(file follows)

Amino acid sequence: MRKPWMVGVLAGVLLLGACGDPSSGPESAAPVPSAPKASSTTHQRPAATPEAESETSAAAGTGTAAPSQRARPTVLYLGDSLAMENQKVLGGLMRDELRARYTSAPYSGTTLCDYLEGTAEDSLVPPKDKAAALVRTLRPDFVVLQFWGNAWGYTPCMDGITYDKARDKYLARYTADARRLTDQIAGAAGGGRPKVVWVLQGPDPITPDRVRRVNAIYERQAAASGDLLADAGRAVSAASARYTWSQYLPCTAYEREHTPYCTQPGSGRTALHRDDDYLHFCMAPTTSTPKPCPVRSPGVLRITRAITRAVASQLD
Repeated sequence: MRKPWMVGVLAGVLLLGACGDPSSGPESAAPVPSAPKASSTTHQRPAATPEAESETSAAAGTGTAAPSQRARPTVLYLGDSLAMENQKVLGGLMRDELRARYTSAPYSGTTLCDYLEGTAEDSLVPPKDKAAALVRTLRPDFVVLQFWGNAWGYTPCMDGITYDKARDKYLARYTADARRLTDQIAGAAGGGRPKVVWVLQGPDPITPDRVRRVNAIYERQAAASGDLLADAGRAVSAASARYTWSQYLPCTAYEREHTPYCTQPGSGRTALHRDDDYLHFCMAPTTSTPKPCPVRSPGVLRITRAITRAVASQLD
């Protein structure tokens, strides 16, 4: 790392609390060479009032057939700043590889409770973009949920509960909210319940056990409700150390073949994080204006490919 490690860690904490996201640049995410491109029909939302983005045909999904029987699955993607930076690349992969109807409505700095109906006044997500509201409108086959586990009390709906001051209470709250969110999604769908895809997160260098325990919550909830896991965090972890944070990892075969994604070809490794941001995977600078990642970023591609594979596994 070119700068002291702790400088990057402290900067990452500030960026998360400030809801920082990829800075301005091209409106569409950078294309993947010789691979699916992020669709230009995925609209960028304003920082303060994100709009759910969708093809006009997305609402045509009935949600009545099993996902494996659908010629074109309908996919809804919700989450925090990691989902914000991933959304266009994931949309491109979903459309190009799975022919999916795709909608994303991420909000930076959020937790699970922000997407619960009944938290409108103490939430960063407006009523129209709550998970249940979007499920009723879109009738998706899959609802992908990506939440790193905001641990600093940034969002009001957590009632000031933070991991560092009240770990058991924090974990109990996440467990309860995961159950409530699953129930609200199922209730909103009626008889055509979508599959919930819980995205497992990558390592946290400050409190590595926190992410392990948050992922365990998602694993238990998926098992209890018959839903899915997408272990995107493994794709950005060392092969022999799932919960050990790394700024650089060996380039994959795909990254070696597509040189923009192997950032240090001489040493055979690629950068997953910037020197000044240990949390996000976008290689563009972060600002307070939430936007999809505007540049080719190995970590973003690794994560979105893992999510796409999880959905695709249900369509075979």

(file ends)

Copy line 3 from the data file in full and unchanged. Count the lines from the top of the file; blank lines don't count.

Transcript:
């Protein structure tokens, strides 16, 4: 790392609390060479009032057939700043590889409770973009949920509960909210319940056990409700150390073949994080204006490919 490690860690904490996201640049995410491109029909939302983005045909999904029987699955993607930076690349992969109807409505700095109906006044997500509201409108086959586990009390709906001051209470709250969110999604769908895809997160260098325990919550909830896991965090972890944070990892075969994604070809490794941001995977600078990642970023591609594979596994 070119700068002291702790400088990057402290900067990452500030960026998360400030809801920082990829800075301005091209409106569409950078294309993947010789691979699916992020669709230009995925609209960028304003920082303060994100709009759910969708093809006009997305609402045509009935949600009545099993996902494996659908010629074109309908996919809804919700989450925090990691989902914000991933959304266009994931949309491109979903459309190009799975022919999916795709909608994303991420909000930076959020937790699970922000997407619960009944938290409108103490939430960063407006009523129209709550998970249940979007499920009723879109009738998706899959609802992908990506939440790193905001641990600093940034969002009001957590009632000031933070991991560092009240770990058991924090974990109990996440467990309860995961159950409530699953129930609200199922209730909103009626008889055509979508599959919930819980995205497992990558390592946290400050409190590595926190992410392990948050992922365990998602694993238990998926098992209890018959839903899915997408272990995107493994794709950005060392092969022999799932919960050990790394700024650089060996380039994959795909990254070696597509040189923009192997950032240090001489040493055979690629950068997953910037020197000044240990949390996000976008290689563009972060600002307070939430936007999809505007540049080719190995970590973003690794994560979105893992999510796409999880959905695709249900369509075979």